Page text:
Veronica Alicia Alvarez, Ph.D.
Laboratory for Integrative Neuroscience; Section on Neuronal Structure
5625 Fishers Lane
Room TS-24, MSC 9411
Bethesda, MD 20892
Research in the Alvarez laboratory is focused on understanding the effects of drugs of abuse on synapses and neuronal connectivity with the purpose of revealing the cellular mechanisms that control reward-motivated behaviors and compulsive drug seeking. The studies focus on cocaine and ethanol, two prominent drugs of abuse in the US. Researchers in the laboratory of Dr. Alvarez apply multiple techniques ranging from approaches at the cellular and synaptic level to behavioral analysis and in vivo manipulations in wild-type and genetically-engineered mouse models.
Dr. Alvarez earned a Ph.D. degree in Neuroscience in 1997 from University of Buenos Aires, Argentina. She trained as a postdoctoral fellow with Dr. John Williams at the Vollum Institute, OHSU from 1998 to 2001 studying the firing properties of locus coerulues neurons and its modulation by opioids. She then trained with Dr. Bernardo Sabatini at Harvard Medical School from 2001-2007 where she studied mechanisms of functional and morphological plasticity at glutamatergic synapses using electrophysiology and two-photon imaging. In 2008, she established an independent research program at NIAAA where she is investigator and acting chief of the Section on Neuronal Structure.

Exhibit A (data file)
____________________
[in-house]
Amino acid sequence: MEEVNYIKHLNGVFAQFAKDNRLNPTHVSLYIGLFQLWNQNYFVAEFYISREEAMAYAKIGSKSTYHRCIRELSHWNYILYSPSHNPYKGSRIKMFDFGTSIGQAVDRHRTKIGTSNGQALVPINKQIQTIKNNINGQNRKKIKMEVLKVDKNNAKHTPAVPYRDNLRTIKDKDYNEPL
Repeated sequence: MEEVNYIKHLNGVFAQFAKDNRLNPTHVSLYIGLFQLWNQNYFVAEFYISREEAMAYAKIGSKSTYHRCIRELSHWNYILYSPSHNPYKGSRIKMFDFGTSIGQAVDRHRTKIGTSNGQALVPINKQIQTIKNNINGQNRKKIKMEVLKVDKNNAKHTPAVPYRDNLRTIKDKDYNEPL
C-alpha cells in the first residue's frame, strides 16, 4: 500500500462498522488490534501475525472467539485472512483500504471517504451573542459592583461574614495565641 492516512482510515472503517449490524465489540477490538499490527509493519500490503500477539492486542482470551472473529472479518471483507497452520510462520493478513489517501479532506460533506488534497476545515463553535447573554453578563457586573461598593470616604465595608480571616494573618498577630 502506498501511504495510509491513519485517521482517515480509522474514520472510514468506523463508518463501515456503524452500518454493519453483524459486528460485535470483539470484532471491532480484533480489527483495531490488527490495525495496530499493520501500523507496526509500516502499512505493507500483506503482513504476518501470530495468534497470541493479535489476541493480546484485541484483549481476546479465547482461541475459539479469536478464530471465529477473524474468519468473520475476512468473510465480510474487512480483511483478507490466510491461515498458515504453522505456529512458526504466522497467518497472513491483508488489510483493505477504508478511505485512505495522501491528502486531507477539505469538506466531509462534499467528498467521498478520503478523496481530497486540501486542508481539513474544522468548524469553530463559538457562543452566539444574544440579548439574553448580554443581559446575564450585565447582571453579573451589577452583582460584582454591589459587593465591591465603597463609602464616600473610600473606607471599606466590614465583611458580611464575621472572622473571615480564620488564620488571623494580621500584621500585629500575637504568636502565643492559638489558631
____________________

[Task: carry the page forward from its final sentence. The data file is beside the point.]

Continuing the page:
Matsui A, Alvarez VA. Cocaine Inhibition of Synaptic Transmission in the Ventral Pallidum Is Pathway-Specific and Mediated by Serotonin. Cell Rep. 2018;23(13):3852-3863.
Lemos JC, Friend DM, Kaplan AR, Shin JH, Rubinstein M, Kravitz AV, Alvarez VA. Enhanced GABA Transmission Drives Bradykinesia Following Loss of Dopamine D2 Receptor Signaling. Neuron. 2016;90(4):824-38.
Dobbs LK, Kaplan AR, Lemos JC, Matsui A, Rubinstein M, Alvarez VA. Dopamine Regulation of Lateral Inhibition between Striatal Neurons Gates the Stimulant Actions of Cocaine. Neuron. 2016;90(5):1100-13.
Shin JH, Adrover MF, Alvarez VA. Distinctive Modulation of Dopamine Release in the Nucleus Accumbens Shell Mediated by Dopamine and Acetylcholine Receptors. J Neurosci. 2017;37(46):11166-11180.
Laguesse S, Morisot N, Shin JH, Liu F, Adrover MF, Sakhai SA, Lopez MF, Phamluong K, Griffin WC 3rd, Becker HC, Bender KJ, Alvarez VA, Ron D. Prosapip1-Dependent Synaptic Adaptations in the Nucleus Accumbens Drive Alcohol Intake, Seeking, and Reward. Neuron. 2017;96(1):145-159.e8.
Related Scientific Focus Areas
This page was last updated on September 28th, 2018